Friday, 2 December 2022

Yarkshire Gamer Podcast 34 - Rohan Saravanamuttu - Wargaming Leipzig

 

Welcome to Episode 34 of The Yarkshire Gamers Reet Big Wargames Podcast and hopefully the first of 3 December 2022 Episodes.

LINK TO EPISODE 

https://kenrtai.podbean.com/e/episode-34-rohan-saravanamuttu-wargaming-leipzig/

Today I am talking about the ultimate Napoleonic Wargame, Leipzig. Somewhat overshadowed in the UK by Waterloo but the numbers of troops and casualties are eye-watering and subsequently the number of figures needed to play this game are like wise not for the faint hearted.

But before we get into the Big Topic I chat with my guest Rohan Saravanamuttu about his wargaming history, his thoughts on Big Battles and of course he takes part in the Yarkshire Gamer Quiz.

In addition to the Quiz, there's a great wargame pet hate locked away in Wargames Room 101 and a new Desert Island Wargame feature.

We then move onto refighting Leipzig and Rohans new book published via Helion called Leipzig The Battle of the Nations - A Wargaming Guide and take a deep dive into his process for writing the book, his choice of contents and of course the contents.

The book can be bought directly from Helion on the link below

https://www.helion.co.uk/military-history-books/leipzig-the-battle-of-nations-a-wargamers-guide-to-the-battle-of-leipzig-1813.php?sid=7aac49ae287b74b473de898037d4420e

If you fancy seeing more of the book I did a flickthrough review on my Utubes Channel 

https://youtu.be/D_J1Kv5Ll0c

Next episode will feature the wonderful Henry Hyde who is relatively new to the hobby 😆 so I'm sure you'll give him a Reet Big Yarkshire welcome. That should be out in 10 days to a couple of weeks.

So until then Sithee 

Regards Ken 

The Yarkshire Gamer 

And the precious Episode 33 The Third Reet Grand Catch Up is on the Utubes 



Yarkshire Gamer Podcast 33 - The Third Reet Grand Catch Up

 

Welcome to Episode 33 and the 3rd of our Catch Up Episodes. I've just realised I didn't put this up on the blog when I first published it, so here it is now 😅 

A different format to usual for the new listener, today I've dipped into my previous guests and picked out 3 for a bit of a chat to see what they have been upto since we last talked.

First up from Episode 22 is Simon Miller. We had to cut the last interview short (well after 2 hours 😀) and we never got to hear about his wavy bases !

We talk about Simons current Projects and his plans for the future before he drops the bomb shell on me that he has co written a book on the Italian Wars, he kept that quiet.

Simons Big Red Bat Shop is here

https://bigredbatshop.co.uk/

Whilst the book can be bought from Helion here

https://www.helion.co.uk/military-history-books/the-italian-wars-volume-4-the-battle-of-ceresole-1544-the-crushing-defeat-of-the-imperial-army.php?sid=b5307ecfc2b9453fc415fd4d3ede3c22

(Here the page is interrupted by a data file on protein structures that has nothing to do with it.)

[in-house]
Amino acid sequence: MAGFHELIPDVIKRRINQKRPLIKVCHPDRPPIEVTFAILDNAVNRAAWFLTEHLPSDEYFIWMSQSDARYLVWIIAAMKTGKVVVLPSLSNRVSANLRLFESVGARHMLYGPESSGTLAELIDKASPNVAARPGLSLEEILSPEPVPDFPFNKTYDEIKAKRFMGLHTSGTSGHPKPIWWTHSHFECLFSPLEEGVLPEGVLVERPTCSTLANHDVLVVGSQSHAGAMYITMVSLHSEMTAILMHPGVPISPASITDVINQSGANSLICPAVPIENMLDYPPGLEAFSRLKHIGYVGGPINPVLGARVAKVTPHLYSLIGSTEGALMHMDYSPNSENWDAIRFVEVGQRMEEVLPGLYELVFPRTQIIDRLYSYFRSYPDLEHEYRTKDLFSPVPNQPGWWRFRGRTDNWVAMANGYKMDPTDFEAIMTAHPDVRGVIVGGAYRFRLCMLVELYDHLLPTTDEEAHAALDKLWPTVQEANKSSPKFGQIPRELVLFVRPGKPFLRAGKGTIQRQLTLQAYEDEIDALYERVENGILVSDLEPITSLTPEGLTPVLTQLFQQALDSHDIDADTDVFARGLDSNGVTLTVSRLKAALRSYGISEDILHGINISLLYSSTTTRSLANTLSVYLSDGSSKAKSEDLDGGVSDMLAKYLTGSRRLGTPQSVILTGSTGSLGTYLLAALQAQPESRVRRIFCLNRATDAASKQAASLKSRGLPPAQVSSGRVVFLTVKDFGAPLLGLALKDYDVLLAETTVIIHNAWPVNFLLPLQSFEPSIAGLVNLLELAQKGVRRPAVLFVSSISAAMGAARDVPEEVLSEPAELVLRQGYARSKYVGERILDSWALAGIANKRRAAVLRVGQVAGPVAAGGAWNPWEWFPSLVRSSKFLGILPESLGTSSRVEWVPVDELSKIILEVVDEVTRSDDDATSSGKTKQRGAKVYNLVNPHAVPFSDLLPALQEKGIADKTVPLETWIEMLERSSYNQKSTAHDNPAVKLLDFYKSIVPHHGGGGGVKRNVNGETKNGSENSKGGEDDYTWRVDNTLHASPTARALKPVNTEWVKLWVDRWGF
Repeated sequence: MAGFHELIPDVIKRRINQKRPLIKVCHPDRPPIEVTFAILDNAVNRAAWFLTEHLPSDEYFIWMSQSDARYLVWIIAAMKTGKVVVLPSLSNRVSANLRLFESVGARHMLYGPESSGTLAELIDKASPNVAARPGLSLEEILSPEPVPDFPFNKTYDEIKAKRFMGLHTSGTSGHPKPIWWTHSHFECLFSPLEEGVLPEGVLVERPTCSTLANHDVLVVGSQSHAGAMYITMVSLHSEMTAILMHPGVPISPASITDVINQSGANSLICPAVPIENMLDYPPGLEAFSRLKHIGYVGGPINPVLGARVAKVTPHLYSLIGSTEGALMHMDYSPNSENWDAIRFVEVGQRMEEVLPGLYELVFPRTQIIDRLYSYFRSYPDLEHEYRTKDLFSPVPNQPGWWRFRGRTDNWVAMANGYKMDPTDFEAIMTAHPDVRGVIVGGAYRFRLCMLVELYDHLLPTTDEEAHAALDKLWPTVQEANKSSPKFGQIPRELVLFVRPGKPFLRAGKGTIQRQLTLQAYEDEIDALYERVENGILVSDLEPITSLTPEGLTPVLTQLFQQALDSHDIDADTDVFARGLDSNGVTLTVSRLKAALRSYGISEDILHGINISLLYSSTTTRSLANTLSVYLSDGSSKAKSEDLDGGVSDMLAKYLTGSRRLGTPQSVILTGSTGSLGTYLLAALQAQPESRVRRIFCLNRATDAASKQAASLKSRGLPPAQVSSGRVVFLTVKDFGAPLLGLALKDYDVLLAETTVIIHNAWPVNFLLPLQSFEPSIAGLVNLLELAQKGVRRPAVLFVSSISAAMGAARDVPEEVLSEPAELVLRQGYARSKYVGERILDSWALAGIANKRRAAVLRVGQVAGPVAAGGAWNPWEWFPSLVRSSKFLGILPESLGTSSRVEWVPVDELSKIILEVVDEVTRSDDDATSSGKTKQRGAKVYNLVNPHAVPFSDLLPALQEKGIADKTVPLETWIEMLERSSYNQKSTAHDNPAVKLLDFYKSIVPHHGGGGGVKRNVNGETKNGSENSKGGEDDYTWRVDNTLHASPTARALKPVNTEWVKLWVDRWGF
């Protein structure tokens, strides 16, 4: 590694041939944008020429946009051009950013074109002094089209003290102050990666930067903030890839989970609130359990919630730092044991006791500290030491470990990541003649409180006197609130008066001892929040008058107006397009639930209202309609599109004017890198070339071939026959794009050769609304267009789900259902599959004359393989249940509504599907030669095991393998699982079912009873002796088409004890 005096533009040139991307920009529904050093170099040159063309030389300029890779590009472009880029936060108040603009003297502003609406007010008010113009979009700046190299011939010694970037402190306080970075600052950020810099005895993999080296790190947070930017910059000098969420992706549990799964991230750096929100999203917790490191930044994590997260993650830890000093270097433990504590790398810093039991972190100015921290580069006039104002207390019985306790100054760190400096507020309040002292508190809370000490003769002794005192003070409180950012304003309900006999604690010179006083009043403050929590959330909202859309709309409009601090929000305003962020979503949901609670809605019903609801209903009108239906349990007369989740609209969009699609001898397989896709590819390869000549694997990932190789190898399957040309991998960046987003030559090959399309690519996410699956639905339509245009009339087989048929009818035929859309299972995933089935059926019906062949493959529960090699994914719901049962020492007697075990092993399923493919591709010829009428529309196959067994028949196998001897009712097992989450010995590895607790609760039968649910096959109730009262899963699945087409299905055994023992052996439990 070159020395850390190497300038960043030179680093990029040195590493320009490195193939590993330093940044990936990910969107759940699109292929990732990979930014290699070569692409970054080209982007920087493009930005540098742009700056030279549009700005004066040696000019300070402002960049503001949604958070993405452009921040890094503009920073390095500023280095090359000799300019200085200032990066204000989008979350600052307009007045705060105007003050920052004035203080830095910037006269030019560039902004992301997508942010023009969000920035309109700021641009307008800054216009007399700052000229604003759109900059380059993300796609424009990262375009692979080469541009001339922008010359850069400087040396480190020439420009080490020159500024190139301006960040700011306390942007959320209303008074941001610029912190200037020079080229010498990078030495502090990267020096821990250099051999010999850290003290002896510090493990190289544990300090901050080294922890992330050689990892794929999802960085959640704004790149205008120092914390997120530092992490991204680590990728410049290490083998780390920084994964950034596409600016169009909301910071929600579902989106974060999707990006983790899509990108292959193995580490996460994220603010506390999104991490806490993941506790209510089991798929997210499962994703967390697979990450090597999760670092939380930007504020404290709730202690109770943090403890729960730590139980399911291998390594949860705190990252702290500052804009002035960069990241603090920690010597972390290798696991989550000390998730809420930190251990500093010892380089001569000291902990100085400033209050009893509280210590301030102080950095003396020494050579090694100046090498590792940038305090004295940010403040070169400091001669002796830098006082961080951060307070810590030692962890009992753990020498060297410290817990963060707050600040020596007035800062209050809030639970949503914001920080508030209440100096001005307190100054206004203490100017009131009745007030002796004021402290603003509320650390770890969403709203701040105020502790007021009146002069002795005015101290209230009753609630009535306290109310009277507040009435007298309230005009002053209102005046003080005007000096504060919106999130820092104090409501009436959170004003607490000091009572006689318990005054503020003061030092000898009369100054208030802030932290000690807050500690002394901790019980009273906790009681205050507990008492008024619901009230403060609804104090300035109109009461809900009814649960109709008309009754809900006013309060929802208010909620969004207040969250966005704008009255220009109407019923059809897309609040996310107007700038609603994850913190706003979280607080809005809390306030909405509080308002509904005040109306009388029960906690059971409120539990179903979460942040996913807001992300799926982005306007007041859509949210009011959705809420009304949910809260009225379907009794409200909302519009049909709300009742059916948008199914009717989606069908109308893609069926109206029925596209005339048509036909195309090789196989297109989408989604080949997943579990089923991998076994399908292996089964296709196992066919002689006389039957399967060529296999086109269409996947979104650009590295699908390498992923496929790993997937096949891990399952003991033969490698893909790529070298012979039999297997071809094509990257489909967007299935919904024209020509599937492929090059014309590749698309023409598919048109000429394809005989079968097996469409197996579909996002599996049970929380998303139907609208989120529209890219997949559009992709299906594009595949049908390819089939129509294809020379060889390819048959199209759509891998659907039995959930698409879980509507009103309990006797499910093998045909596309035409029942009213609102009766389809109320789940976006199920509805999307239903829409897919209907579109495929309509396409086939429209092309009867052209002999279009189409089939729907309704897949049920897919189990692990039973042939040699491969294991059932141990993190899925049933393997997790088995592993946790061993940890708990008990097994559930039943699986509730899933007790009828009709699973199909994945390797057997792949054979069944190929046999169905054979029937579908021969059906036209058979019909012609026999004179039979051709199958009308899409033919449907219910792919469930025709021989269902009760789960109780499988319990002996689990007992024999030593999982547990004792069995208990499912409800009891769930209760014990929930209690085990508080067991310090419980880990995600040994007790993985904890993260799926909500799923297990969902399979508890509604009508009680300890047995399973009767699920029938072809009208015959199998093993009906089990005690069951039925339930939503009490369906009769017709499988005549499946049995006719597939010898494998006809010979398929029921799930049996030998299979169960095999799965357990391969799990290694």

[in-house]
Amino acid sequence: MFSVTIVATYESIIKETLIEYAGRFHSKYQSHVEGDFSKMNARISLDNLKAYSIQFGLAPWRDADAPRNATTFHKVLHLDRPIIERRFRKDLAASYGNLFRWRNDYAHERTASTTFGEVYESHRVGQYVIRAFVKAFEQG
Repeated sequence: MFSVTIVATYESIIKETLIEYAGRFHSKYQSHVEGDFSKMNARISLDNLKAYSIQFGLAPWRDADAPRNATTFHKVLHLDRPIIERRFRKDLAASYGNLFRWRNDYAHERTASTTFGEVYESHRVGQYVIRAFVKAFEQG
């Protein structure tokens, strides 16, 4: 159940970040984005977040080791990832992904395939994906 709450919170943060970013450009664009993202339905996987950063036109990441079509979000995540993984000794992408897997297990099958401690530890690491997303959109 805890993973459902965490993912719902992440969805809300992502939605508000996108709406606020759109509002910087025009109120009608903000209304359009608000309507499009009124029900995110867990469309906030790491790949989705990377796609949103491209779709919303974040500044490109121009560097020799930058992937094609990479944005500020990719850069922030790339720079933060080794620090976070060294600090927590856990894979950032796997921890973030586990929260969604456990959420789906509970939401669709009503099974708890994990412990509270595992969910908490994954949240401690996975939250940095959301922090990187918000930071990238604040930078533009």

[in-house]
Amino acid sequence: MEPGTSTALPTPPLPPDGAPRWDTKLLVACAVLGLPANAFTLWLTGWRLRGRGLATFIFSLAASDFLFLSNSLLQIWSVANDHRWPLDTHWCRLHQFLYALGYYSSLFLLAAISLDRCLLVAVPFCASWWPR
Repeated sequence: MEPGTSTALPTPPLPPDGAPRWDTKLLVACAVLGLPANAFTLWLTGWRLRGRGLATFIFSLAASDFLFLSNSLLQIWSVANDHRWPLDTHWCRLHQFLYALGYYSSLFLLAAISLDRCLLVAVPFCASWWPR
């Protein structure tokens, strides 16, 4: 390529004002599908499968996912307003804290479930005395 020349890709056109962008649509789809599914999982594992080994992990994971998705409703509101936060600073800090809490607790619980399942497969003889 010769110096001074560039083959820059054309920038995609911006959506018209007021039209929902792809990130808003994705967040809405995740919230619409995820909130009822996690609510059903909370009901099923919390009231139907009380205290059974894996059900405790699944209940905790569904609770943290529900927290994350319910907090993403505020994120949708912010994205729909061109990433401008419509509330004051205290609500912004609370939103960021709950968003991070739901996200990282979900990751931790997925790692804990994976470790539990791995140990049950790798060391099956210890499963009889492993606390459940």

My next guest Richard Harris goes way back to Episode 2 of the Podcast and he is one of the owners of Legendary Wargames, we chat about plans for the coming year as well as the forthcoming release of "Grand Skeedadle" a Peter Gilder inspired set of ACW rules. Enjoy it as me and Richard fail to take 1813 from 2014 😆

information and bookings for Legendary Wargames can be done here

https://legendarywargames.com/

And then up last to bat is good friend of the show, Nick Skinner from the Toofatlardies who was last seen in Episode 7. Nick has been a busy boy since we last spoke. We chat about his numerous visits to the continent, the goings on at Lard Island as well as a bonus entry into Wargames Room 101.

Toofatlardies goodies are available here

https://toofatlardies.co.uk/

It's a long one but with three great guests 2 and a half hours will fly by.

My next guest will be Rohan Saravanamuttu who has just published a Wargamers guide to the ultimate Napoleonic Battle, Leipzig, hopefully out in a fortnight.

Until then, Sithee 

Regards Ken 

The Yarkshire Gamer 

As usual the previous episode with Chris Flowers is out on the Utubes if that's you preferred method of listening 



Wednesday, 23 November 2022

First 1/700 WW2 Test Game & Bismark Updates

 

I've been slowly building up some 1/700 WW2 Naval Ships from plastic kits over the last few months and a couple of weeks ago I took them down the Leeds Wargames Club to give them a run out.

I am fortunate to have a 12 x 6 table at home but that isn't big enough for these ships so I  set up a 12 x 8 table at the club to run a test game with the ships I have. We use an established set of WW2 Naval rules which I wrote 25 plus years ago, they were adapted for our WW1 games as well so everyone is familiar with the mechanisms so it's absolutely pointless to change them.

However I do need to examine the move distances and gun ranges to move them up in scale from our 1/3000 WW2 games and our 1/2400 WW1 games. I am not looking for an exact model scale to ground scale that would need a huge expanse, however neither am I definitely not looking to go down the Warlord Games route and get the whole of Midway on a 6 x 4.